Happy Snark

Funny how almost two weeks ago, I had my little epiphany -and attitude change. I started looking at life differently – looking at my relationship with people differently.  And you know what?

I’m happy.

Insanely happy.

With the exception of a small bump that really led to nothing but a great evening, life is good.

Wow, have I missed this feeling. This feeling where I sit here and go “Damn, life IS great right now”.

And I’m saying all of this without a job.  With a dwindling bank account. With some lingering family drama.

Because, at the end of the day, that shit doesn’t matter.

I have people in my life – great people – who regardless of the situation I’m feel good they are around.  Damn that sounds way too happy.

But I do have snark too…..

My SIL’s sister posted a link on Facebook with the comment of “Maybe people need to start paying attention to the ratings of kids shows. Showing a 4yr old a show intended for 7 and up is inappropriate. I think my daughter has brain damage from Sponge Bob.”

The link is to a “study” done by researchers who after showing 60 random children Sponge Bob found they had short term learning problems.  Even at the end of this short article, there is another expert who commented that 60 kids does not make a study even if their data is good.

First off, my SIL’s sister is slamming herself because SHE has let her daughter watch this show.  I doubt she saw that in her comment.  Secondly, let’s promote a “study” that contains not enough data that even an expert on the outside finds it really significant.

I’m not a fan of Sponge Bob especially for kids under a certain age, but how many people after watching a movie they find highly entertaining can immediately take an aptitude test and not feel slow and fuzzy as they mentally switch gears? Blaming a particular show for your kid’s inability to learn is lazy.  Blame the parent for not finding those teachable moments before the age of 5 to teach the kids, but instead toss them in front of the TV.

Or, I’m going to jump on something Dana mentioned on her Tumblr the other day.  She challenged someone’s comment that “if anyone makes a joke about Sept 11, they will be immediately unfollowed.”  She felt it was odd to give out an ultimatum in a social network setting, an ultimatum many people would never feel comfortable giving in real life.  She was not questioning the day or the jokes, but the tactic used.

Sept 11th, I felt, was a time to reflect. It was a horrible day for all of us – just to varying degrees – and we all will know what that morning was like when we learned what was happening.  We were all forever affected one way or another.  Like I said, in various degrees.

But like Dana, I found myself being held hostage by people I knew IRL and on social networks. Statements like “if you question this day and how we responded, get out of the country” or “if you question things since then, then the terrorists win”.  The logic isn’t there. Plus, this country was found on dissent. It was founded by people who disagreed with their government and left because their government gave them no voice.  The idea that this country must be of people who only fall in line behind everyone else is idiotic and goes against what this country was founded upon.  As my dad used to say “I may not agree with what you say, but I will defend your right to say it”.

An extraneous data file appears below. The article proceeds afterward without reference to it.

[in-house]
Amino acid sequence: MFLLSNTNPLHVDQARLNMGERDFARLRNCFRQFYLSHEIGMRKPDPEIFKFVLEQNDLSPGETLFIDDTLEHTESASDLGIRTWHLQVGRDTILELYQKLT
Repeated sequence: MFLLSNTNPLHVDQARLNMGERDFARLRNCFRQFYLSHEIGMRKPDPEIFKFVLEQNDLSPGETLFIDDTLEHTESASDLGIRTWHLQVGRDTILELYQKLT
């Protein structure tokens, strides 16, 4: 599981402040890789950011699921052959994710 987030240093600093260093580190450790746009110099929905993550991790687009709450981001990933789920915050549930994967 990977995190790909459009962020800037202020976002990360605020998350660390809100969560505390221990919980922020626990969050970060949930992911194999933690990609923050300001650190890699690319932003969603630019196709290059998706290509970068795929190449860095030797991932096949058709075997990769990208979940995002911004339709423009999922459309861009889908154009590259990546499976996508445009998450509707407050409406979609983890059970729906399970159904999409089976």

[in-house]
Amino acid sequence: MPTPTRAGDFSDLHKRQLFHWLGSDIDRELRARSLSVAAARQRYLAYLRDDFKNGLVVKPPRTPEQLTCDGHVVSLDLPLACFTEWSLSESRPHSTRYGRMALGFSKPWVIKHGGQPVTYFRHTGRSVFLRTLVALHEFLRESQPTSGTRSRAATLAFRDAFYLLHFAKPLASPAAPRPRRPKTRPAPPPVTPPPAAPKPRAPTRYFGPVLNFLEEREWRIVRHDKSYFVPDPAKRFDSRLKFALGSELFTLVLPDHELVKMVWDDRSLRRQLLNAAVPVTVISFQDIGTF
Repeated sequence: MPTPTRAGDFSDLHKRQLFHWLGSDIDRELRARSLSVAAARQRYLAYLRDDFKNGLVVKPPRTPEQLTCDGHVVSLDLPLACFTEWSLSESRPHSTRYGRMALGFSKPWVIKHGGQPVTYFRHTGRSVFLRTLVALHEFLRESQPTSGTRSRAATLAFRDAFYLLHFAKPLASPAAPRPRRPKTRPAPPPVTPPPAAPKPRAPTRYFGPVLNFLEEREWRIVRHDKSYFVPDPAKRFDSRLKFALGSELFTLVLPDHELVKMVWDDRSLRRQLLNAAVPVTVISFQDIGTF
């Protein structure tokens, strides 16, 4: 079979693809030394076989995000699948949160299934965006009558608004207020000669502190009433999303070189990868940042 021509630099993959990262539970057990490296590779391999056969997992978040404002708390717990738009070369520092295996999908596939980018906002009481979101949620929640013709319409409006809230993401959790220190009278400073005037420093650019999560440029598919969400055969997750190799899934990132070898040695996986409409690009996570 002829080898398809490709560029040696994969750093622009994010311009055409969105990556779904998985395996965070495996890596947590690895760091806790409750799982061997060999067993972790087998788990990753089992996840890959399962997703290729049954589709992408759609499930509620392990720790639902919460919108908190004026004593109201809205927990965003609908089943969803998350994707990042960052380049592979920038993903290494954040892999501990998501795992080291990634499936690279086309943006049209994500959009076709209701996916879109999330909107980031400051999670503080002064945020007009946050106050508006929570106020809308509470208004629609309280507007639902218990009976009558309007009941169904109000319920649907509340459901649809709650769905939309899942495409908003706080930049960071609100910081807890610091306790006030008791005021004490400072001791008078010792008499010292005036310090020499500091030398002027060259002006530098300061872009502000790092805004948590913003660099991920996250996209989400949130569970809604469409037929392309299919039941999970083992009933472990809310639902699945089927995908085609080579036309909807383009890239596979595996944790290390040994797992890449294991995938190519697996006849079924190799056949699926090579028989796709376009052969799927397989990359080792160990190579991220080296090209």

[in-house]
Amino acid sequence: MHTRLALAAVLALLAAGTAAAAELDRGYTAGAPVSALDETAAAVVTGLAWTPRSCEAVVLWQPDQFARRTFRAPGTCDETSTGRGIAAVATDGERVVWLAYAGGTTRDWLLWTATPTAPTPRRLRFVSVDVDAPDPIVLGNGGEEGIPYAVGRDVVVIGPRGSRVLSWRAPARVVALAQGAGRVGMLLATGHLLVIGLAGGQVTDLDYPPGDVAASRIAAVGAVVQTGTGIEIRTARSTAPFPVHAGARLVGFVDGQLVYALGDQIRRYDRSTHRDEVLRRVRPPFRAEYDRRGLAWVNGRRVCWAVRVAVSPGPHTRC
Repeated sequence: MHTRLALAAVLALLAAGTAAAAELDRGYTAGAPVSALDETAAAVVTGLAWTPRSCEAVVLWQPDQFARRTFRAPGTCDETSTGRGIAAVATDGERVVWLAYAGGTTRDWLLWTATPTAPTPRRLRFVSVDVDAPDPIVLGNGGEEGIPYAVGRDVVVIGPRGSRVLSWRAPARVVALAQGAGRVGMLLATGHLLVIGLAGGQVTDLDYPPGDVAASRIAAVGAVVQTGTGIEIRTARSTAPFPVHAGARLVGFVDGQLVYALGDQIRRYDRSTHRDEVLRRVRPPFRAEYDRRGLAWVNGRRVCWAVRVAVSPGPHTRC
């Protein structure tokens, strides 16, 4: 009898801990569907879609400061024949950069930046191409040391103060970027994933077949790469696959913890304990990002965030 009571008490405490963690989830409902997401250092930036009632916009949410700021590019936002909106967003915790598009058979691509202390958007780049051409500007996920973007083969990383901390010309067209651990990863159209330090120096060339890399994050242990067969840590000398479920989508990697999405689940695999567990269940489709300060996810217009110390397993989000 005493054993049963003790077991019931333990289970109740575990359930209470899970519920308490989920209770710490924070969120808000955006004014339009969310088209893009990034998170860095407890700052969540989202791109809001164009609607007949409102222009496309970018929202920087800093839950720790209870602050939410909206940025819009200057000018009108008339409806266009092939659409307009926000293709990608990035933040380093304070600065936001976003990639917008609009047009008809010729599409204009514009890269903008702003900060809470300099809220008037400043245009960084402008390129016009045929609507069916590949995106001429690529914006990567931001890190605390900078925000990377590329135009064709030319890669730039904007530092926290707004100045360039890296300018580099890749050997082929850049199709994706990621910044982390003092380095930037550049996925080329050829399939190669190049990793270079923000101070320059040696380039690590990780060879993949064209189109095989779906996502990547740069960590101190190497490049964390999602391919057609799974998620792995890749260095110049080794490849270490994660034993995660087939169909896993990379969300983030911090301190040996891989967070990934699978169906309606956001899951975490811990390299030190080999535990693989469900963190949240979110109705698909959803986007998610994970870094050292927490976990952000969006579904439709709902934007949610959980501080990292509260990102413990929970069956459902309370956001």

Let me make one thing clear – I’m not a fan of the Sept 11th jokes.  I think there is a level of tact people need to have especially given how many people’s families were directly effected by this day.  But, I also know that this is not true either:

Speaking of jokes that turn you away from people or shows and such, if I hear another inappropriate Herpes joke on a TV show, I will go on a longer rant.  Again I have encountered another show where Herpes was the infection you can get by sharing a toilet, sharing a bed, being in the same hot tub.  All of this is absolutely untrue. Just like the implied that someone with HSV is dirty, promiscuous, and unsafe.  Given how uneducated people are about STIs, I hate it when popular shows spread this misinformation.  And yes, I’m a bit biased about this one, for good reason.  To quote Dan Savage from his recent podcast “It’s not the mother fucking plague!”

One Comment Add yours

  1. Hubman says:

    I’m not familiar with the study you mention. However, why put “study” in quotes? A sample size of 60 may be more than enough, I’ve published work in top-of-the-line journals with a sample size of 7. Or, that sample size could be woefully inadequate. Many journals require information on the power analysis that was conducted to determine the sample size.

    There may be a number of valid reasons to criticize the study. The fact that someone not affiliated with the study group has a criticism of the study isn’t unusual, what would be unusual is if someone *didn’t* have a criticism of the study.

    Now if you’ll excuse me, I’ll step off my science-dork soapbox 🙂

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